The Effects of Interkingdom Signaling on Biofilm Dispersal in Methicillin-susceptible Staphylococcus aureus.
Cardiff Metropolitan University
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The bacterium Methicillin-susceptible Staphylococcus aureus (MSSA), is an uprising problem within the healthcare system today. Invasive Staphylococcal infections range from small infections to systemic disease. They can be fatal in the immunocompromised (Tong et al., 2015) and from 2015-2016 MSSA bacteremia has risen by 8% in the UK (Quarterly Epidemiological Commentary, 2017). It is able to form biofilms and colonize within the host body, which enables it to transition to invasive disease via Interkingdom signaling mechanisms. Biofilms allow the bacteria to asymptomatically colonize within the host. Little is understood around these mechanisms and how the process of biofilm dispersal can result in Staphylococcal disease. Studies previously done on S. aureus with relation to biofilm dispersal have found that dispersal is increased when biofilm is introduced to the signals given by the host in response to viral infection. In this study, the biofilms response to these signals was investigated and the effect it had on the rate of dispersal. S. aureus NCTC 6571 biofilms were grown in Trypiticase Soy Broth and 2% NaCl solution on a 96-well microtiter plate. The conditions added, such as cell lysate, mimicked a viral infection when incubated with the biofilm. The biofilm was stained using Crystal Violet and the absorbance values were then read using a spectrophotometer for supernatant and biomass so the data could be interpreted. After discovering an issue with using PBS solution and changing the experimental design, adding host signals such as febrile-range temperature and dilution factors of cell lysate resulted in a decrease of dispersal from the biofilm, therefore, the hypothesis for the study was rejected. There was a significant difference seen between the lysate and the control group, areas of the experiment need to be improved. The results were inconclusive due to the evidence suggesting that there is an increase in dispersal from S. aureus biofilm when exposed to febrile-range temperatures and components of cell lysate. There were limitations of the procedures and there were other factors which could have been used when considering biofilm dispersal. More needs to be studied and understood around this common bacterium and it’s complex Interkingdom signaling pathways.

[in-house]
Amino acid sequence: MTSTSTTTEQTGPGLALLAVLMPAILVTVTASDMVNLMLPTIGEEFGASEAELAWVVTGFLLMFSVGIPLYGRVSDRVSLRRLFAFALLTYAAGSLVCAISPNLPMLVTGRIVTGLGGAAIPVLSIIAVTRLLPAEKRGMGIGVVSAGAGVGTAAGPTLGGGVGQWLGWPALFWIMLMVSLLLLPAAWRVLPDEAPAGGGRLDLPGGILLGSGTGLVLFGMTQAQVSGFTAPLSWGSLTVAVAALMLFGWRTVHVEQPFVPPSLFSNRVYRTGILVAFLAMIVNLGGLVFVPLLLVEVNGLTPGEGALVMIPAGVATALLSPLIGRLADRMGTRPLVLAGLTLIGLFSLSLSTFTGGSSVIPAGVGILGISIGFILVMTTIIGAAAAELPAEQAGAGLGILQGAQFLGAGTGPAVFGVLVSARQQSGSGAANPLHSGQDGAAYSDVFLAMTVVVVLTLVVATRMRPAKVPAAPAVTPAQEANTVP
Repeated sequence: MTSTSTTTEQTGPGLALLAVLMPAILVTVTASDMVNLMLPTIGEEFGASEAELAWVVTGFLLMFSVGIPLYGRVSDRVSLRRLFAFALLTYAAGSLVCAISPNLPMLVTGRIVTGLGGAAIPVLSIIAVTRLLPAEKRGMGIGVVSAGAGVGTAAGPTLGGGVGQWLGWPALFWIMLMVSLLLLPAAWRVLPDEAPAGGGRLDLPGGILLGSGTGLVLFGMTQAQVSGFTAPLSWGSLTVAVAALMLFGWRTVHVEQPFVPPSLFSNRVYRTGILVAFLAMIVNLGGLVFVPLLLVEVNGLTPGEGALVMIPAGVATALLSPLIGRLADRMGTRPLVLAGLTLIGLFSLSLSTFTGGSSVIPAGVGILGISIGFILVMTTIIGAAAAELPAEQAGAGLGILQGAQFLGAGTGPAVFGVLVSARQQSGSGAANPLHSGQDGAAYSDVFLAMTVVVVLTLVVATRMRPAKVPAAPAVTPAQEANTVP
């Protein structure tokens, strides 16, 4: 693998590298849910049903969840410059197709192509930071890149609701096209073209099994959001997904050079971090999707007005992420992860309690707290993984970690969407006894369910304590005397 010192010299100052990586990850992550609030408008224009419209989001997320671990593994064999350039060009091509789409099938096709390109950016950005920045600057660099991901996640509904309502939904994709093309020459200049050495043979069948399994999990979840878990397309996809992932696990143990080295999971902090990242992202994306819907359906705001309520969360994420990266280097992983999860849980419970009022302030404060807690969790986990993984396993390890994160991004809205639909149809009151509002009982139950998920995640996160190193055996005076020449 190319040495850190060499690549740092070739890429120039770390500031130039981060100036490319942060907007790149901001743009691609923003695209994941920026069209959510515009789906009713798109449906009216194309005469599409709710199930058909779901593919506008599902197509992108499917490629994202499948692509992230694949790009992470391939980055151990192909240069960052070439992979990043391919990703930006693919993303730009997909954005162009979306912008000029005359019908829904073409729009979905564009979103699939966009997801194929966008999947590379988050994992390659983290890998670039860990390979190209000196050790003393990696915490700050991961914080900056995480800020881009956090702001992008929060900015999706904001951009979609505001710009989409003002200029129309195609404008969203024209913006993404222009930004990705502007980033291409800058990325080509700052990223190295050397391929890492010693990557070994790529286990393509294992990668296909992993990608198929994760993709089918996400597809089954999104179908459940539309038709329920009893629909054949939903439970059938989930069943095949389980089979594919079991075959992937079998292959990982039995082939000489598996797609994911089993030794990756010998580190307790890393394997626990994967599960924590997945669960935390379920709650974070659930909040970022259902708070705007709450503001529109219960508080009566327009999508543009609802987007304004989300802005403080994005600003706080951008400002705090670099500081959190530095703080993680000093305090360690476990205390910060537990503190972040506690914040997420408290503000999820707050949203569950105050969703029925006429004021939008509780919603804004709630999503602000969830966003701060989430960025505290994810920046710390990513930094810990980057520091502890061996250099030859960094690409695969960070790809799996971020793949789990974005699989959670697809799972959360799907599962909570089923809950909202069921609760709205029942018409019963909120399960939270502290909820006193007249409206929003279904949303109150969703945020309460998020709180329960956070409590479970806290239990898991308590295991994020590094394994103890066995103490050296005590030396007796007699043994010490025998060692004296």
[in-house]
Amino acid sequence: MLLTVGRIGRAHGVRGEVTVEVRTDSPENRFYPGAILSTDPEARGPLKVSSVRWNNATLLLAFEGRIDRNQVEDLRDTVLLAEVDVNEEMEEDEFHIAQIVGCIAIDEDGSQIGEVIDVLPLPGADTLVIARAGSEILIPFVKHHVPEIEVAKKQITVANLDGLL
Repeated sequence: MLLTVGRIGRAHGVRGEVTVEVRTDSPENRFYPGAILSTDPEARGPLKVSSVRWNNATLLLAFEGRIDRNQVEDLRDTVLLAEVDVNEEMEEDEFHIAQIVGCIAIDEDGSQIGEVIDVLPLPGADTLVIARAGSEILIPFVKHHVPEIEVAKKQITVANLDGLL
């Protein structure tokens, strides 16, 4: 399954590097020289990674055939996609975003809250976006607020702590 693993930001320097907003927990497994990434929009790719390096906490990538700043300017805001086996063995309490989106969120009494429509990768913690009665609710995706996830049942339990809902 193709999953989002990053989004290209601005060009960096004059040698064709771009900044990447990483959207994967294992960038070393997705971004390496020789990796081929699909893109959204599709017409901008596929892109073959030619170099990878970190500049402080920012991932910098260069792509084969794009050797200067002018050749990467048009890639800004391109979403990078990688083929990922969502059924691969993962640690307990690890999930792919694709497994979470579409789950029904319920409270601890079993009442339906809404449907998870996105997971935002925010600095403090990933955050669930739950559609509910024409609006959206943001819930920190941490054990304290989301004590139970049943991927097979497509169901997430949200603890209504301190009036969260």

Biomedical Science BSc (hons)
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